Motivate with Fear
"It is much safer to be feared than loved because ...love is preserved by the link of obligation which, owing to the baseness of men, is broken at every opportunity for their advantage; but fear preserves you by a dread of punishment which never fails."
- Niccolò Machiavelli, The Prince
Wow, so middle-aged white guys have been spewing alternative facts for centuries, huh?
One of the primary responsibilities of a leader is to motivate others and doing so effectively can make the difference between organizations that succeeds and ones that fail. Motivating by fear could mean a leader rousing his or her employees to do what is expected of them lest they be terminated or punished.
That management choice creates a toxic environment in which transparency and growth become enemies of job security. In such a workplace, an employee has no interest in revealing when things are not going well for fear of being scapegoated as the messenger of such news.
Safe environments that foster constructive and open discussions allow organizations to evolve when needed. However, fear encourages the status quo and discourages people from taking well-thought-out, calculated risks or venturing into new aspects of a business, which contributes to an organization’s inertia.
People become more invested in what they do if they believe in the purpose and value of their contributions. If instead, workers are fearful for their jobs, they are less likely to share their opinions truthfully and the leader has surrounded themselves with “yes men” (and women) who regurgitate back what they know he (or she) wants to hear. While that may provide a coveted ego boost to a narcissist, leaders need to rely on the details and knowledge specialists provide and must consider those facts objectively otherwise decisions are made in a vacuum rife with incorrect assumptions.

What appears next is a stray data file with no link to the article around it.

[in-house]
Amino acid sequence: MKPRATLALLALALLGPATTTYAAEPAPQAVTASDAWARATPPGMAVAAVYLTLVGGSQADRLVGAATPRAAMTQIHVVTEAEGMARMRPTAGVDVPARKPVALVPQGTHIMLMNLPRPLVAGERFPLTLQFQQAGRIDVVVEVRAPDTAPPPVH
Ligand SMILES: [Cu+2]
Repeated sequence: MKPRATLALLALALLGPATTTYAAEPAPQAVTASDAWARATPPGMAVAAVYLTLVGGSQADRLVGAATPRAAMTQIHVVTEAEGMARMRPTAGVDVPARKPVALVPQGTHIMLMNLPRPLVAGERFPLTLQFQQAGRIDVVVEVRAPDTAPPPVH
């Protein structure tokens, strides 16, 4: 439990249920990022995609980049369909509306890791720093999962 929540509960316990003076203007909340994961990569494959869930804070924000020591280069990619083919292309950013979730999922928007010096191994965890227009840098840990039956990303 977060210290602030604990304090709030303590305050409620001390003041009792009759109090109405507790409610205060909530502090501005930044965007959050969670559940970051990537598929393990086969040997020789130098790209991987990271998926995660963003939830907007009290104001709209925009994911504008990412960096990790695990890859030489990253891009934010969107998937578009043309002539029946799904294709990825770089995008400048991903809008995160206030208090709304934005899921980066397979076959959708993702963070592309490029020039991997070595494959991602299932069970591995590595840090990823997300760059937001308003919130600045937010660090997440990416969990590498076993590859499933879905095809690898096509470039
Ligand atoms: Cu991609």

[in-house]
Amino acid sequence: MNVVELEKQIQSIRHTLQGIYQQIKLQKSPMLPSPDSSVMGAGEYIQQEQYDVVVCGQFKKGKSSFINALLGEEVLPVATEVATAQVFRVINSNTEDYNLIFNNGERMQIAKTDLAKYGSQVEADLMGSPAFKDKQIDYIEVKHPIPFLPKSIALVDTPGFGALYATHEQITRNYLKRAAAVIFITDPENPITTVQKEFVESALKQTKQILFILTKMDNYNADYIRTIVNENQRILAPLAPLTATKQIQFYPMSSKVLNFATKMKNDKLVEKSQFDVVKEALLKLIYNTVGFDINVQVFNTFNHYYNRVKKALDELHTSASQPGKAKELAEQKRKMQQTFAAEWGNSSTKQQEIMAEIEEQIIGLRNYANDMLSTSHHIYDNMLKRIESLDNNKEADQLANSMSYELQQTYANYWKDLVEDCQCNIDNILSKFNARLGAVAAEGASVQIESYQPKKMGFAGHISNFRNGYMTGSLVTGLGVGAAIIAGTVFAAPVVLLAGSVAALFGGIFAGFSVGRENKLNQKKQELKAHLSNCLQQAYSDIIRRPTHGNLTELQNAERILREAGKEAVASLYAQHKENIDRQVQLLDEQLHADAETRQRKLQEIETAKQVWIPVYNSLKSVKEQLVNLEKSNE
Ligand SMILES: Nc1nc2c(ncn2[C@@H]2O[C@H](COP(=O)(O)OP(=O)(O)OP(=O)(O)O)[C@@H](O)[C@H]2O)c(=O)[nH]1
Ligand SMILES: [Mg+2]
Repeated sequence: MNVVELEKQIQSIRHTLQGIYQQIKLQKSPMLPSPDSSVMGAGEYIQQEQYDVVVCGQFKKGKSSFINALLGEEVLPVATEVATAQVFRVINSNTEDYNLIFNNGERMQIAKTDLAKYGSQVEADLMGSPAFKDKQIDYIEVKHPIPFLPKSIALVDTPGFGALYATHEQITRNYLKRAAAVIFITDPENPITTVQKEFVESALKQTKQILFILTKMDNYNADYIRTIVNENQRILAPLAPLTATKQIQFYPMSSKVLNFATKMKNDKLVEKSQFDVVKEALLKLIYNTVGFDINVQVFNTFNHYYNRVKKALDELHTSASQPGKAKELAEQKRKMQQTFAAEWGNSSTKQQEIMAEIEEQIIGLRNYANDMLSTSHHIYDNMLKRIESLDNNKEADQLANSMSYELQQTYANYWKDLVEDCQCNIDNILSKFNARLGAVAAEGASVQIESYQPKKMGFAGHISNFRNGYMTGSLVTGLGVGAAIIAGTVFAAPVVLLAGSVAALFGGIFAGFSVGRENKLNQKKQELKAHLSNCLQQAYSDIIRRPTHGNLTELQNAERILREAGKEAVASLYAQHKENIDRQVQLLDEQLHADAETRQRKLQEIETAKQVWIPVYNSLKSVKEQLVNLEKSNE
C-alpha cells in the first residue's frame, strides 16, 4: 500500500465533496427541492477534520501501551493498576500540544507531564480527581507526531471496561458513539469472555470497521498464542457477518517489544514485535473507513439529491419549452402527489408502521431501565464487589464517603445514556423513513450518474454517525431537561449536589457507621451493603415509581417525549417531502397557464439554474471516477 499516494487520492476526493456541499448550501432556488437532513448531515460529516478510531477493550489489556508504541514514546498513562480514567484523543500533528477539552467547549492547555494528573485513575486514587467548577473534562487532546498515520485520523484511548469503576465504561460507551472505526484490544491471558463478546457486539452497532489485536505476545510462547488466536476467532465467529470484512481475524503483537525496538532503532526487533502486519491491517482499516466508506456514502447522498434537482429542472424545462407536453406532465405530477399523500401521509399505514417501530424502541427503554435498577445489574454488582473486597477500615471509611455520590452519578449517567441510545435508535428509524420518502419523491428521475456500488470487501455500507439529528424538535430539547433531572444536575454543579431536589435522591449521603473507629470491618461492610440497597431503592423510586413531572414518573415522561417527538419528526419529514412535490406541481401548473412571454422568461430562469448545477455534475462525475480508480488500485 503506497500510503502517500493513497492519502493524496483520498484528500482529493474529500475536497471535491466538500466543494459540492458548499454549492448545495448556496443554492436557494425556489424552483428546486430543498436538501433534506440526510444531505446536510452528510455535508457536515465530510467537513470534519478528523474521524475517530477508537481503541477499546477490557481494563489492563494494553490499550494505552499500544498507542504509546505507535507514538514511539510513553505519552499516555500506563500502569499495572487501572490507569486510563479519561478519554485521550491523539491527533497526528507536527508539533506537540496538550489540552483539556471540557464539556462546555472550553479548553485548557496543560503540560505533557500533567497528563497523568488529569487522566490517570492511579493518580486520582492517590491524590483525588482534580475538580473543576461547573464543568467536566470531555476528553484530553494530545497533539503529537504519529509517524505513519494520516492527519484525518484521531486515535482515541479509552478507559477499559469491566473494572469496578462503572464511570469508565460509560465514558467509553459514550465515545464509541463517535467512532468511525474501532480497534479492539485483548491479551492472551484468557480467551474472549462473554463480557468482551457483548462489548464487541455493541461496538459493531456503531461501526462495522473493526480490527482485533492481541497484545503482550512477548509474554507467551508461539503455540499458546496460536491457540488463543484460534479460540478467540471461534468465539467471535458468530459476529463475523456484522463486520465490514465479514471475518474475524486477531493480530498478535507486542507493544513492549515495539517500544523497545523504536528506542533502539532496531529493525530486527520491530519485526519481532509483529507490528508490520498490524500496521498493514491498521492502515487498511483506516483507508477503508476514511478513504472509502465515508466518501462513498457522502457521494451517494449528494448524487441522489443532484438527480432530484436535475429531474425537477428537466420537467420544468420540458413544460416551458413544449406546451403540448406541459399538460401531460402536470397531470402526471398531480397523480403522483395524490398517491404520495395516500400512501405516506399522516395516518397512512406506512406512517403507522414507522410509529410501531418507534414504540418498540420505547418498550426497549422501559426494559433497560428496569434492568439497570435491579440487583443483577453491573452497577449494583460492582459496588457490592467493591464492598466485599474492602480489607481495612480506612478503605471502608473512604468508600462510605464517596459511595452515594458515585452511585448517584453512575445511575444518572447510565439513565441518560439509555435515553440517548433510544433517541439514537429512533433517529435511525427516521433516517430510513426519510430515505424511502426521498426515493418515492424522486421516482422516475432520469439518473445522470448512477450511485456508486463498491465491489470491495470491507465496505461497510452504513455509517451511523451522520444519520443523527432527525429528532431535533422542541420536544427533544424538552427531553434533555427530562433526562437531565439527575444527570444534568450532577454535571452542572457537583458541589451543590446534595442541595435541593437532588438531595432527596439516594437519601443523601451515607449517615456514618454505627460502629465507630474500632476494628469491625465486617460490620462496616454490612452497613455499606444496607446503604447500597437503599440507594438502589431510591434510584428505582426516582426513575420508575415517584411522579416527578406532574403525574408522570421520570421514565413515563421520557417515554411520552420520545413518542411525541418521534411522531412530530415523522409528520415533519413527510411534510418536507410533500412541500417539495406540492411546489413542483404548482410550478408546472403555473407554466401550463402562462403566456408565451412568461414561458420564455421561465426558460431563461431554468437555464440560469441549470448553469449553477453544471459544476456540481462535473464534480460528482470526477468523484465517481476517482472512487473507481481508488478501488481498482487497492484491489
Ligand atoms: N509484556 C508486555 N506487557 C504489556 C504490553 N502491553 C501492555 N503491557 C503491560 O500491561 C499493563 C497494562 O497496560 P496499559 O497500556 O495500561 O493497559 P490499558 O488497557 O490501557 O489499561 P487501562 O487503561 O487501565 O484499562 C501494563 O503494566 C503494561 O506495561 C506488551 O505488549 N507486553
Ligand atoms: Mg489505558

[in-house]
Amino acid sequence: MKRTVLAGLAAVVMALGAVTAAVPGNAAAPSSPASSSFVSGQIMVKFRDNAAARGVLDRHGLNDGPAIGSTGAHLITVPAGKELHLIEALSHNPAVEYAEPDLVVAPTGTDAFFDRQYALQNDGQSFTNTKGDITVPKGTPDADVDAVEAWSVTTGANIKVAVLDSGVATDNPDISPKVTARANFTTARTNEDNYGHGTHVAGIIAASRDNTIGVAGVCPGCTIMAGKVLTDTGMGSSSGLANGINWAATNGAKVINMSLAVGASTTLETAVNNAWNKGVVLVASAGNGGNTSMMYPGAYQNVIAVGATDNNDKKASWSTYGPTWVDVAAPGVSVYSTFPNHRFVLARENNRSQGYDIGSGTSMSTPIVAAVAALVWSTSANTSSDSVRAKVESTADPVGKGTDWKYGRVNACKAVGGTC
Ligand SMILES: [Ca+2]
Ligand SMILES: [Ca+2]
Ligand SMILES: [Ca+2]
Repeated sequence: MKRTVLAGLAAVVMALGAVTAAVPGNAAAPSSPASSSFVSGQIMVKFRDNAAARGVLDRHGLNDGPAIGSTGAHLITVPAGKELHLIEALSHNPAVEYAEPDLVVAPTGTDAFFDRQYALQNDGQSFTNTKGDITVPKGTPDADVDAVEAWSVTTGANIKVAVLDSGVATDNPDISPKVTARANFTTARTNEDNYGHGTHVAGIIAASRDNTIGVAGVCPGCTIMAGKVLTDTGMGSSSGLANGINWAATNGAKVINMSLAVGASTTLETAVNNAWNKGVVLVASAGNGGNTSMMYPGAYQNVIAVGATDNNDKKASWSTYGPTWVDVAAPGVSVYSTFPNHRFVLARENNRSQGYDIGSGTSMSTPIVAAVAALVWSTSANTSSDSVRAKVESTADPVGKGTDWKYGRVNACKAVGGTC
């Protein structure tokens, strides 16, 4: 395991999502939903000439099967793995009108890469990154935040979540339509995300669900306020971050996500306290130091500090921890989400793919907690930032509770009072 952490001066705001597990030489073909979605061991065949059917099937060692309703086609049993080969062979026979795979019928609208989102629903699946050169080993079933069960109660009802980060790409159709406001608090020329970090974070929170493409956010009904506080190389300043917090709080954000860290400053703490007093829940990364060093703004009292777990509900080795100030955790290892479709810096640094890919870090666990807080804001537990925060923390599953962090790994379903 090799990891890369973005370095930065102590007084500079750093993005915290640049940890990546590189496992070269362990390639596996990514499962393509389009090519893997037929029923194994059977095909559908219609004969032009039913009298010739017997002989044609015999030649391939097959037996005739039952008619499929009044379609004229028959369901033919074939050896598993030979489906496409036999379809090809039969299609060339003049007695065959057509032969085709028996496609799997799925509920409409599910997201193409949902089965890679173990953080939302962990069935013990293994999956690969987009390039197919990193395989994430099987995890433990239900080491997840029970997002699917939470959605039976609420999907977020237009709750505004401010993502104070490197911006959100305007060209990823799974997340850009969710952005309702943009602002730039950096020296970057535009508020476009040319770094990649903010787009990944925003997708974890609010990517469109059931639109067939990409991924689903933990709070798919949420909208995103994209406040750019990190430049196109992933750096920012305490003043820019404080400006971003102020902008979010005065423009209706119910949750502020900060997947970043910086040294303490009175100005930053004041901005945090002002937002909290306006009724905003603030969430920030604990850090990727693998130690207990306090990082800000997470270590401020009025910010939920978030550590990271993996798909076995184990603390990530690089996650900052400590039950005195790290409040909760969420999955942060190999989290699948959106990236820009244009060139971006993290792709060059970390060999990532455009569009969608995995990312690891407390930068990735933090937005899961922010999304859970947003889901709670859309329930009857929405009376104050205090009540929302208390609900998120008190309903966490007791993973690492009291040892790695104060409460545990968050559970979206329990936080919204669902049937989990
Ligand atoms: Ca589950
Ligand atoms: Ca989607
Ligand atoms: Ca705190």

Additionally, a “Hunger Games”-like setting can result in employees each feeling that they are in competition with one another and that their own survival must come at another’s expense. For example, an employee can choose to withhold new information that is relevant to another’s project to sabotage their coworker’s success and negatively impact their standing in the company. Such an environment is counterproductive to a team working together cohesively to achieve a goal when each step is hindered by second-guessing each others’ motives and losing sight of anything but one’s self-interests.
So given all the cons of such a management strategy, can fear ever be an effective motivator? It can, but only in specific circumstances. Picture it: a team is getting ready for the launch of a new product; the deadlines are tight and the project’s success is important to the team and the company as a whole. In this situation, while individuals may fear failure, if the fear comes from their drive to succeed, then it can motivate them to work harder, seek out any help needed, and excel at overcoming the challenges they face. However, if the fear comes from a manager insisting that failure is not an option, this may cause undue stress that causes the team members to doubt themselves and make mistakes that prevent a successful launch. A key aspect of this flavor of “motivating by fear” is that it has to stem from within as opposed to being one imposed on a person through their reporting chain.
Machiavelli thinks that leaders should instill fear in others to lead effectively and create “safe” environment that guarantee success. However, the only guarantee this management technique provides is toxic, stagnant, and vicious work environments that fail to bring out the best in team members. Teams that feel connected to each other and believe in the mission of their work and the value they add will collaborate to achieve their goals and bring out the best in one another.
ABOUT THE AUTHOR
Randa Fayez is a New Yorker who makes a living as a software engineer at Bloomberg LP. She spends her days working on highly-available systems that serve hundreds of thousands of customers, focusing on her team members' growth, and learning how to better herself as a technologist and a leader.
When not at work, Randa hides in museums, takes photos of odd angles and strange light, and contemplates the meaning of life while trying to recall if she forgot the oven on before leaving her apartment.